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Cannot assign value of type 'Binding<[String]>' to type '[String]'

Hello!

I’m trying to store items from a selectable list as an array to core data and it is currently in the form of Binding<[String]>. The attribute’s type I am trying to store it to is a [String] (essentially I want to be able to show a list of those selected items in a separate view). When I try to save that array to core data through a function, I get the error “Cannot assign value of type ‘Binding<[String]>’ to type ‘[String]’”.

In general, what is the process for converting a Binding<[String]> to a [String] so that I can save it? Is there an example of this that you can show?

Thanks!

@camoroso89

Hi Chris,

Can you show your code that you have including how you have defined the variable that is storing the [String] array that you want to save to Core Data.

It might be as simple as wrapping the data item with Array(dataItem).

Paste your code in as text rather than post a screen shot.

To format the code nicely, place 3 back-ticks ``` on the line above your code and 3 back-ticks ``` on the line below your code. Like this:

```
Code goes here
```

The 3 back-ticks must be the ONLY characters on the line. The back-tick character is located on the same keyboard key as the tilde character ~ (which is located below the Esc key - QWERTY keyboard).

Alternatively after you paste in your code, select that code block and click the </> button on the toolbar. This does the same thing as manually typing the 3 back ticks on the line above and below your code.

This also makes it easier for anyone assisting as they can copy the code and carry out some testing.

I back-tracked a little just to show more perspective on what I’m trying to do. I’m starting off with an empty array called “selectedItems” and another array called “allItems” which is pulling all records currently stored in the AllItems entity. The goal is to allow the user to use the MultiSelectPickerView to select which records they want from allItems array and store those records in the selectedItems array. Then on dismissal of that view, that selectedItems array needs to be saved as a property of another entity, let’s call it Group entity (with a one-to-many relationship between Group and selectedItems).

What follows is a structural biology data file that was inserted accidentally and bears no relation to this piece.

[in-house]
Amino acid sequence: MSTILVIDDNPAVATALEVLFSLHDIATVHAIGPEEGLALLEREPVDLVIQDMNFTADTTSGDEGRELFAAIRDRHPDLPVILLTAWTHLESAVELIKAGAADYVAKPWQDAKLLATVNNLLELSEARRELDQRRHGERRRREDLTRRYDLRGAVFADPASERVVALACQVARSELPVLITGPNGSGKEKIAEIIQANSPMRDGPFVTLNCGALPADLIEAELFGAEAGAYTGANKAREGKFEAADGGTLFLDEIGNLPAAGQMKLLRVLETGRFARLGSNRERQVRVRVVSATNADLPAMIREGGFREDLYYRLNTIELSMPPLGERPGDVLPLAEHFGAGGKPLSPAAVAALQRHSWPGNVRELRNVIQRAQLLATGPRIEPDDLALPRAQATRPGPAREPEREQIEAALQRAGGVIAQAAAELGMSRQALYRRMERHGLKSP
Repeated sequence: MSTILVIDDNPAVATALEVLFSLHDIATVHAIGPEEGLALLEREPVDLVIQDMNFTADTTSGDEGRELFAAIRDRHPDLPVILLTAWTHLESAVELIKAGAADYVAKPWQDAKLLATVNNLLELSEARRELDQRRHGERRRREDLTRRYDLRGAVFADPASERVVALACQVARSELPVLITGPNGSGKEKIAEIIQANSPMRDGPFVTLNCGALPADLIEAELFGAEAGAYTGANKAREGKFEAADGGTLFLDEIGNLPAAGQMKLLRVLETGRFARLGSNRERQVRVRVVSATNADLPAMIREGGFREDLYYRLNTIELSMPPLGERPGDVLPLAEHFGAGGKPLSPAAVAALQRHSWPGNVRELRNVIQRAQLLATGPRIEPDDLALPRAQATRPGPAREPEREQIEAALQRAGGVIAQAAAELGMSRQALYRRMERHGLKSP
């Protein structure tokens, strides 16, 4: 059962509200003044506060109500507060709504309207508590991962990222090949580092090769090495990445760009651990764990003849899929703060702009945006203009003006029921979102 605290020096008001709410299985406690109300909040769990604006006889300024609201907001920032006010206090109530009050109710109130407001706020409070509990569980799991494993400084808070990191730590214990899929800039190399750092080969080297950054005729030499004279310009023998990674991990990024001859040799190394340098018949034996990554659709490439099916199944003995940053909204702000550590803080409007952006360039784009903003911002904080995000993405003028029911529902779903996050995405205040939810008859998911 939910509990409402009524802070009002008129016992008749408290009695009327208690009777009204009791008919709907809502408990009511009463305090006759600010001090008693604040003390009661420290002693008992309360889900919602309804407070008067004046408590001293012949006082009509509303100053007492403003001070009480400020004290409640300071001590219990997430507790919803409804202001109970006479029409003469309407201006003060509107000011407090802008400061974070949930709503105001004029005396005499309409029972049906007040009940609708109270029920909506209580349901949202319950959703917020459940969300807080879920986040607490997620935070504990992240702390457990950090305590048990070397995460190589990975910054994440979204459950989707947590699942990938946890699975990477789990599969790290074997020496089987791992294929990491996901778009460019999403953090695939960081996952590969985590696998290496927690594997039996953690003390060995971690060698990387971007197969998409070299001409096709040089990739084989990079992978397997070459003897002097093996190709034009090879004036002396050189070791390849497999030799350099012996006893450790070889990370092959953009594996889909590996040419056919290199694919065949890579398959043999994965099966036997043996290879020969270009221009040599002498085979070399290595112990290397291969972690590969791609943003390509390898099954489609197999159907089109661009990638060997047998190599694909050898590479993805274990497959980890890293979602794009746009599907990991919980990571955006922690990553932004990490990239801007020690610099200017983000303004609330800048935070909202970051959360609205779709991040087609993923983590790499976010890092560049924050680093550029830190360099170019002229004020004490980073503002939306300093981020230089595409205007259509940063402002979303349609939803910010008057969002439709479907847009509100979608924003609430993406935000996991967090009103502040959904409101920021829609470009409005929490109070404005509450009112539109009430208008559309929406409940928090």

I started off just trying to figure out how to save the name of selectedItem as each element in an array and present that as a list of names in a separate view that uses the Group entity. Ideally though, since each selectedItem record actually has multiple properties other than name that would be beneficial to the user, the user should be able to access all properties in that selectedItem’s record when they navigate to that specific Group. So long term I’m not sure if simply saving an array will provide much value.

I know this is probably a lot to process, but how do you think I should proceed if I want to join all the properties of selectedItems with the corresponding Group object that is being created? For reference, this MultiSelectPickerView is navigated to from a button that is part of a view in which a new Group object is being created, so imagine the process like CreateGroupView>(click button called “Select Items”)>iOSView>MultiSelectPickerView.

import SwiftUI

struct ContentView: View {
    
    @FetchRequest(
    entity: AllItems.entity(),
    sortDescriptors: []
    )
    var itemsArray: FetchedResults<AllItems>
    
    
    @State private var filterBy = ""
    
    
    
    @State var selectedItems = [String]()
    
    private var allItems:[AllItems] {
        if filterBy.trimmingCharacters(in: .whitespacesAndNewlines) == "" {